26th Jan 2020


The EU: reform or self destruct?

If the Irish were wondering whether they made the right decision by voting against the Lisbon Treaty, the reaction of the European political class confirms that they made the right call.

The Brussels response is simply to pretend that it never happened. Like people who have been brainwashed, they all say exactly the same thing.

Read and decide

Join EUobserver today

Support quality EU news

Get instant access to all articles — and 20 years of archives. 14-day free trial.

... or join as a group

  • If we carry on like this the madmen in charge are going to blow the EU to bits. (Photo: IWRCampaign)

The French Europe Minister says "I don't think you can say the treaty of Lisbon is dead even if the ratification process will be delayed."

The German Foreign Minister says "we are sticking with our goal for it to come into force. The ratification process must continue.""

People who thought the treaty was dead, just because people had said no to it, were mistaken. The Irish no vote means nothing to the euro elite.

A full circle

The irony is that when the Irish voted against the Lisbon treaty last Thursday (12 June), a very long argument finally came full circle.

This whole business started when the Irish voted against the Nice treaty in 2001. In response the leaders of the European Union promised they would start to make the EU more democratic, more transparent, and start handing powers back to the member states.

But things quickly went off course. Although the leaders of the EU had signed up to these fine principles, and had even written them down in a grand document called the "Laeken Declaration", the great majority did not actually believe in them in the slightest.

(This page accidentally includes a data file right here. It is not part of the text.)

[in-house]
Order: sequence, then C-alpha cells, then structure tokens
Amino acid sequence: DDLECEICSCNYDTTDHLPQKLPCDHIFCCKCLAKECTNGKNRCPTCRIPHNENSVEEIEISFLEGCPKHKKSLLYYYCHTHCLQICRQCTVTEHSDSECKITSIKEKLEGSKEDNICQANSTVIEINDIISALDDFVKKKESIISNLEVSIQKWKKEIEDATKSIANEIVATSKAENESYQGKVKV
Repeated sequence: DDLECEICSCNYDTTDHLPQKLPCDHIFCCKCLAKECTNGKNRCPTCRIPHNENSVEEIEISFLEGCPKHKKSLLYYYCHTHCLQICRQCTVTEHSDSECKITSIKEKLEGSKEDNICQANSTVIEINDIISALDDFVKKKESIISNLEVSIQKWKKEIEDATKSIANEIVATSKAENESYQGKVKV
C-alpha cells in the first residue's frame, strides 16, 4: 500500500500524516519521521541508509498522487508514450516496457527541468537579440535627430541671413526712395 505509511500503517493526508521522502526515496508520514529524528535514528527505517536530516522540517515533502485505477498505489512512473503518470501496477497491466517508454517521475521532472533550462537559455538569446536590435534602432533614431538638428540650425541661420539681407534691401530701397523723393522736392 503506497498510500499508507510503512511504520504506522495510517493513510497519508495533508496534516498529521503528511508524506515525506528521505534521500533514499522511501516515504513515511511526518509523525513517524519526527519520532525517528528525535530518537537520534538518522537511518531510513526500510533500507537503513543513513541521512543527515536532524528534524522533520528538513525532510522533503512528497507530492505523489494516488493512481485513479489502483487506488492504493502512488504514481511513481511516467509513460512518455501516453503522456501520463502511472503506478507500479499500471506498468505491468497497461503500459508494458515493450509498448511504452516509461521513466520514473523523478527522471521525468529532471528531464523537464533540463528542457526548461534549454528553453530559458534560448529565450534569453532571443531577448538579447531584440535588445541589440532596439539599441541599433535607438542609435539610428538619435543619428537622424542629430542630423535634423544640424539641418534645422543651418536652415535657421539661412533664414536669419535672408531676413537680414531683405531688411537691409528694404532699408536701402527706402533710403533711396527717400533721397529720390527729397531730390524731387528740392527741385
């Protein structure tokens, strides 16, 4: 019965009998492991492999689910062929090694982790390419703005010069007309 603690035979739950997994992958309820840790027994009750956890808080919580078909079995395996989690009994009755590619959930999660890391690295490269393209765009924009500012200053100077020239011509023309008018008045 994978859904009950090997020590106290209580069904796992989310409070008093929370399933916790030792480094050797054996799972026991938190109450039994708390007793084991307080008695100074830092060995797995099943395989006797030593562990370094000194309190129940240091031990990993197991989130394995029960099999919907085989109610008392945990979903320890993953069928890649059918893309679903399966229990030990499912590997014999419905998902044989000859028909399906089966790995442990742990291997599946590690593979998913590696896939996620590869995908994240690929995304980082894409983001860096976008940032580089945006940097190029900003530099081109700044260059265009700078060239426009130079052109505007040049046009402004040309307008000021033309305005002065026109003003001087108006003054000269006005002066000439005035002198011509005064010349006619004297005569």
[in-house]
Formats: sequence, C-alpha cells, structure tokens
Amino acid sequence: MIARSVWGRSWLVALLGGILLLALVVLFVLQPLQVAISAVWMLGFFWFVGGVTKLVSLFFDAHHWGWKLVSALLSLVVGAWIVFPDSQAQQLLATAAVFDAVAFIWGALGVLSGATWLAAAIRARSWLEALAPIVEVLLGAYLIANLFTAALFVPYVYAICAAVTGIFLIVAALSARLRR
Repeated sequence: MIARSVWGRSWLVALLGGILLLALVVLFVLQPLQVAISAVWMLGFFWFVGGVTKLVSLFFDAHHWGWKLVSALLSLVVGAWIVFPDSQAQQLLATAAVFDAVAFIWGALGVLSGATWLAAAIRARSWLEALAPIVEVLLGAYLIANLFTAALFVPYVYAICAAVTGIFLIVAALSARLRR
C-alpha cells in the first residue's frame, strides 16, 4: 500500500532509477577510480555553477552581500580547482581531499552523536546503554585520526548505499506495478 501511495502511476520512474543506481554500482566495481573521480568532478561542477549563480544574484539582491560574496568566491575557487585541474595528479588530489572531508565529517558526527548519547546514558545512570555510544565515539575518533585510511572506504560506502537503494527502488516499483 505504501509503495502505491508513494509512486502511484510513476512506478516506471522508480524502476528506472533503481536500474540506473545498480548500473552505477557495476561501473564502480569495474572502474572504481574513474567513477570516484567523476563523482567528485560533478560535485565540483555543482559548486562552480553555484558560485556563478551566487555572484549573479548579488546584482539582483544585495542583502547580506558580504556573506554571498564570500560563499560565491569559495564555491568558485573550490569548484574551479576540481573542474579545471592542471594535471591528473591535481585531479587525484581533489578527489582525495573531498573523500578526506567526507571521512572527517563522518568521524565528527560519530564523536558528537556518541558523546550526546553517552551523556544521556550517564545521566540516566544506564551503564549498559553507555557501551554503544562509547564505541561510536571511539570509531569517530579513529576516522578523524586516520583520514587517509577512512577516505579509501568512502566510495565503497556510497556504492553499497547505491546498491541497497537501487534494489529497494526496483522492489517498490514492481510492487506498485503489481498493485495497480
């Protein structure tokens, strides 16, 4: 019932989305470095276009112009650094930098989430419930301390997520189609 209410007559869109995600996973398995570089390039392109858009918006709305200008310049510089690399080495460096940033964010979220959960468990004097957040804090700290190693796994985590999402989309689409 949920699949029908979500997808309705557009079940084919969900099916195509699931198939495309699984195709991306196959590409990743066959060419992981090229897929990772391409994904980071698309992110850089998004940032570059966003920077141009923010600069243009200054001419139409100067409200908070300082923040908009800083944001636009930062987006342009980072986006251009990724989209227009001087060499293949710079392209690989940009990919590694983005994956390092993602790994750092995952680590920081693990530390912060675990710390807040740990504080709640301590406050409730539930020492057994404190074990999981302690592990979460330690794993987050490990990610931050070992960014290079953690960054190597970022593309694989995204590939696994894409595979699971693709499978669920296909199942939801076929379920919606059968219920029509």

Instead, EU leaders appointed the federalist Valery Giscard d'Estaing to draw up an EU Constitution, which gave even more powers to the EU. Under the Constitution, everything from immigration to your electricity bill would become a subject for Brussels to decide on, by majority vote.

When the Constitution was torpedoed by the French and Dutch, EU leaders simply dredged it up, gave it a fresh coat of paint, and had another go. I am not surprised the Treaty has been sunk again.

The surprise is that EU leaders have still learned nothing the second time around. Eventually rats in a maze will find their way out. But the leaders of Europe want to go round the same circle yet again, like a gormless coach driver with a broken sat-nav who can't admit to himself that he is coming up to the same dreary roundabout yet again.

Two ways out

There are two ways this mad process can end. One is to press on regardless and risk a crisis of legitimacy.

The news this week that only 29% of UK voters now support full EU membership should warn EU leaders that they are on very thin ice. Their reaction to the no vote so far plays perfectly into the hands of those who want to leave the EU.

The better way out would be to accept the no vote for what it was – a rational rejection of deeper EU integration – and to carry out the reforms that were promised in the Laeken Declaration.

But in Brussels that is clearly regarded as a crazy idea. Totally off the wall.

Instead the EU has launched a spin operation to smear the Irish as ungrateful bigots voting against abortion or for some other obscure reason. This spin has been so widespread and so successful, that it's worth repeating here the real reasons why the Irish voted no.

According to a poll for the Irish Times, the reasons people said no were to keep Ireland's power and identity, to safeguard Ireland's neutrality, and the fact that they didn't like being pressured to vote yes.

Crash or gentle reform

Europe's elite are clearly not going to listen, so it looks like the EU is heading for a crash rather than gentle reform. Sooner or later some way will be found to implement the Lisbon Treaty by stealth. Maybe the Irish will not be allowed another referendum.

Perhaps the contents of the Constitution will be repackaged again, this time in the Croatian accession treaty. It hardly matters which route is taken to overturn the verdict of the people.

Why are they so determined to continue. Politicians love the EU as it is today because they can dump their political problems onto it and evade responsibility.

That's why, despite the no vote, this week the French proposed the beginnings of an EU naval force and a single asylum policy.

Over the coming years more and more controversial issues are going to be loaded onto the EU, while at the same time its slender support in public opinion withers further.